Objective: To compare the effectiveness of high-frequency oscillatory ventilation with conventional mechanical ventilation in pediatric patients with respiratory failure.
Setting: Five tertiary care pediatric intensive care units.
Design: A prospective, randomized, clinical study with crossover.
Patients: Seventy patients with either diffuse alveolar disease and/or airleak syndrome were randomized to receive high-frequency oscillatory ventilation or conventional mechanical ventilation.
Interventions: Patients randomized to receive high-frequency oscillatory ventilation were managed, using a strategy that consisted of aggressive increases in mean airway pressure to attain the "ideal" lung volume and to achieve an arterial oxygen saturation of > or = 90%, with an FIO2 of < or = 0.6. Patients who were randomized to receive conventional mechanical ventilation were treated with a strategy that utilized increases in end-expiratory pressure and inspiratory time to increase mean airway pressure and to limit increases in peak inspiratory pressure. Target blood gas values were the same for both groups. Crossover to the alternate ventilator was required if the patient met defined criteria for treatment failure.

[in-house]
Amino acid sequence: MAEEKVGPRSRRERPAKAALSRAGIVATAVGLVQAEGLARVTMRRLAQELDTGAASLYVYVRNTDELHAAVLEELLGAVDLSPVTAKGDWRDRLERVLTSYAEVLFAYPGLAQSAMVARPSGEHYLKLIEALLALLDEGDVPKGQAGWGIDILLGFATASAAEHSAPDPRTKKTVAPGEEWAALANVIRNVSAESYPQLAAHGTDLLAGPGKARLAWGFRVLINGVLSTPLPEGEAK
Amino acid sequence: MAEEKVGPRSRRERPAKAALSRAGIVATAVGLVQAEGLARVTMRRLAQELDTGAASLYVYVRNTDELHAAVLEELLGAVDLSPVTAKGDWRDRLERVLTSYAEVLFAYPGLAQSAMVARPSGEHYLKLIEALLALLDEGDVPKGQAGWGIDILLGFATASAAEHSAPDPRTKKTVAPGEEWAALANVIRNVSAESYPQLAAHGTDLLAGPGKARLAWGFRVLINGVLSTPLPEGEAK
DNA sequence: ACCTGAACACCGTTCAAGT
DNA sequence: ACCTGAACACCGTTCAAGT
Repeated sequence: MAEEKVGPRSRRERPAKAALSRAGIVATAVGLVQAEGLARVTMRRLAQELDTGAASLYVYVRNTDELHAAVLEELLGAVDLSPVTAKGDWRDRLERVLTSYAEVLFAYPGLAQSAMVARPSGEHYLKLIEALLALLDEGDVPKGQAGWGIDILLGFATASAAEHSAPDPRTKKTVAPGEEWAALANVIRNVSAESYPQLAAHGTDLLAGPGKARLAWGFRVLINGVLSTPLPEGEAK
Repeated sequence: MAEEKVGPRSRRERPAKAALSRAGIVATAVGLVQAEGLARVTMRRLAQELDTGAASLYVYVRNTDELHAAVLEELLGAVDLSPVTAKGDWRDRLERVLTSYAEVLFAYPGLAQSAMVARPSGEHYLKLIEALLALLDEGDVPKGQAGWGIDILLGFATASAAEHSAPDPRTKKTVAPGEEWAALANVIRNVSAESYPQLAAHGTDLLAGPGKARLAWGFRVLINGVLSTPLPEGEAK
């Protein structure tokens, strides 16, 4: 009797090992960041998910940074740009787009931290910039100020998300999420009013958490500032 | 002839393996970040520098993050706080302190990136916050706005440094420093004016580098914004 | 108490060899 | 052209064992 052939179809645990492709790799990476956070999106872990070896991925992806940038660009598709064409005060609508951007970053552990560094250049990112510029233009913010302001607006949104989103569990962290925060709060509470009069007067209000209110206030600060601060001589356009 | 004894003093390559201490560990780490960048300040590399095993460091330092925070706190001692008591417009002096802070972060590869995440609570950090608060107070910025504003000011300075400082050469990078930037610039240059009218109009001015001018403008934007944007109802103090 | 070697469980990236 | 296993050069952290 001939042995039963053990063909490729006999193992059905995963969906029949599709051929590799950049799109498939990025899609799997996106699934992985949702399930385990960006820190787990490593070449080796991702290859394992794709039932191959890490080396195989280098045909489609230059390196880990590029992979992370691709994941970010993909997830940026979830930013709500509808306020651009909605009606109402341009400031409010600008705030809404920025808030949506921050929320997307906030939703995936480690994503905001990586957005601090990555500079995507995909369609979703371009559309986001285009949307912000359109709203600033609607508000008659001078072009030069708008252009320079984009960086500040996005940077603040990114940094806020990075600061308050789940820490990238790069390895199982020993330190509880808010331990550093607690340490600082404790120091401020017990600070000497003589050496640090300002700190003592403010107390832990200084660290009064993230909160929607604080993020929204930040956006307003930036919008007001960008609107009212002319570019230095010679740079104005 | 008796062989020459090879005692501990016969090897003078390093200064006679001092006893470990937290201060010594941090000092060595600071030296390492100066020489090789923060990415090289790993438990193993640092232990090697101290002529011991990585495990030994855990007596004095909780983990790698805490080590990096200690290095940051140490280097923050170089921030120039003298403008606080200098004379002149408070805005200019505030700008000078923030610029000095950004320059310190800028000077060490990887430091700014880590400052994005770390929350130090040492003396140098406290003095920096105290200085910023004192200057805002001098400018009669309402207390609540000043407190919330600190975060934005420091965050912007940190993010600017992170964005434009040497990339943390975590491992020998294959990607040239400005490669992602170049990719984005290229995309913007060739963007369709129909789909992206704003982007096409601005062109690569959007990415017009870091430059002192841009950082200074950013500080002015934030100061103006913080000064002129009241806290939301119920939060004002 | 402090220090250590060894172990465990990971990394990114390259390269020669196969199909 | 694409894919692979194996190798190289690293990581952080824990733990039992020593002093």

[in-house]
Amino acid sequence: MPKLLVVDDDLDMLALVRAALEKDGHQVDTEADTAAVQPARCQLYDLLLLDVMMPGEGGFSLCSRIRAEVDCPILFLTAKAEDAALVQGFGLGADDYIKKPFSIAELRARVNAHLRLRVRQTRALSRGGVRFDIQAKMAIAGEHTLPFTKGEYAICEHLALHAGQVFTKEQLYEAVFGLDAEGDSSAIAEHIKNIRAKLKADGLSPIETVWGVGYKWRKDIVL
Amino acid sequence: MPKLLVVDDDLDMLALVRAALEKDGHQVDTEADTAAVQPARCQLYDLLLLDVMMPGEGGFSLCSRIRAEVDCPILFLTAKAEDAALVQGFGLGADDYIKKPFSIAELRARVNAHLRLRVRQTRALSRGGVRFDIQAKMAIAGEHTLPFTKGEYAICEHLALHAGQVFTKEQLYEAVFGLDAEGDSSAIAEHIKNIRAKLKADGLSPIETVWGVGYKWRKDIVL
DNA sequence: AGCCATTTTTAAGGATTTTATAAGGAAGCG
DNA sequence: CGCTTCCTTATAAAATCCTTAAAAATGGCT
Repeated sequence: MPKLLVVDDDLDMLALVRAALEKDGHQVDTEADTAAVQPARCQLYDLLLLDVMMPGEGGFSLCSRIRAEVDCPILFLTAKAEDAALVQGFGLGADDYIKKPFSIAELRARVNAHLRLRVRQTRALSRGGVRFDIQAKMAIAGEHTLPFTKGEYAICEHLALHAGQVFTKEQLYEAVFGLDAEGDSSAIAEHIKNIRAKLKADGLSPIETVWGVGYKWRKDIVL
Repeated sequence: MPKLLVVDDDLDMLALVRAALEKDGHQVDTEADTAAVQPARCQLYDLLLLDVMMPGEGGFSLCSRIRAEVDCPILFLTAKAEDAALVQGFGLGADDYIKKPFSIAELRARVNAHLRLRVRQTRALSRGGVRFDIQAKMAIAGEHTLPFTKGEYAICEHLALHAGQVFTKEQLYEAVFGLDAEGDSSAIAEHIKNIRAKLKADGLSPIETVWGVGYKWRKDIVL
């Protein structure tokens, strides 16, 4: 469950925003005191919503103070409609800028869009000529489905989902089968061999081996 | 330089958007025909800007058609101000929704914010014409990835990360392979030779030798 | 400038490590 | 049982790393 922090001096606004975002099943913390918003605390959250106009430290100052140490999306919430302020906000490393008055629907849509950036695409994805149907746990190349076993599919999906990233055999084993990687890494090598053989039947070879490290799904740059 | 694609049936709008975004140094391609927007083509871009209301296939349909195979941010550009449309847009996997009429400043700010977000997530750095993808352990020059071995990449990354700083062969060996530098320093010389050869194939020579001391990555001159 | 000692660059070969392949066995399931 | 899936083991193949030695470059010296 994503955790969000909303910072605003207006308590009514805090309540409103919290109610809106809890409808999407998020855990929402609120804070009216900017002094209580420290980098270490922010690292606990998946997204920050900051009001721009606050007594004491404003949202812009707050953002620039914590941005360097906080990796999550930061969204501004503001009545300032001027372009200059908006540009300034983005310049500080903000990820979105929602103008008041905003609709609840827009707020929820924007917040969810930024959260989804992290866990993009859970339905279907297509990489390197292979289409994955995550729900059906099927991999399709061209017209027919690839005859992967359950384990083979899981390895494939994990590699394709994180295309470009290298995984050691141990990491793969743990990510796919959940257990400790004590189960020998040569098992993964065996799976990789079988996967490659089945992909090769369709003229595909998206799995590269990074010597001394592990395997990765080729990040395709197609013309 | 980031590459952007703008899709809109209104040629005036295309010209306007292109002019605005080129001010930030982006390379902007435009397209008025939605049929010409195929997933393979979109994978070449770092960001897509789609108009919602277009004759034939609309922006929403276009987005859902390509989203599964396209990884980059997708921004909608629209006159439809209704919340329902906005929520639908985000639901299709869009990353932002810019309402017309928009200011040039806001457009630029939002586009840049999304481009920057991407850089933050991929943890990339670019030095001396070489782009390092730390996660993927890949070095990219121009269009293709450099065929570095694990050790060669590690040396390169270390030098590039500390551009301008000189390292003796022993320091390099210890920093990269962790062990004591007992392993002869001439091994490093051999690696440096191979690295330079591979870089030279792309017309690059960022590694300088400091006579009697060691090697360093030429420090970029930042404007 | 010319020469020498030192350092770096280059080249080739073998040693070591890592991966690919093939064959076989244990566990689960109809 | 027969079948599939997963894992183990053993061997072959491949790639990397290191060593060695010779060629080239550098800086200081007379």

Measurements and main results: Physiologic data and ventilatory parameters were collected prospectively at predetermined intervals after randomization. Airleak Scores were derived daily, based on the chest radiograph and the patient's clinical condition. In the high-frequency oscillatory ventilation group, the PaO2/PAO2 ratio increased significantly and the oxygenation index (mean airway pressure x FIO2 x 100/PaO2) decreased significantly over time. There were no differences between the groups in duration of mechanical ventilation, frequency of airleak, Airleak Scores, or 30-day survival rates. Significantly fewer patients treated with high-frequency oscillatory ventilation required supplemental oxygenation at 30 days compared with patients managed with conventional ventilation. When ventilatory subgroups were compared, the patients managed with high-frequency oscillation only had significantly better ranked outcomes than patients managed with conventional ventilation only.
Conclusions: Our results indicate that high-frequency oscillatory ventilation, utilizing an aggressive volume recruitment strategy, results in significant improvement in oxygenation compared with a conventional ventilatory strategy designed to limit increases in peak airway pressures. Furthermore, despite the use of higher mean airway pressures, the optimal lung volume strategy used in this study was associated with a lower frequency of barotrauma, as indicated by requirement for supplemental oxygen at 30 days, and improved outcome compared with conventional mechanical ventilation.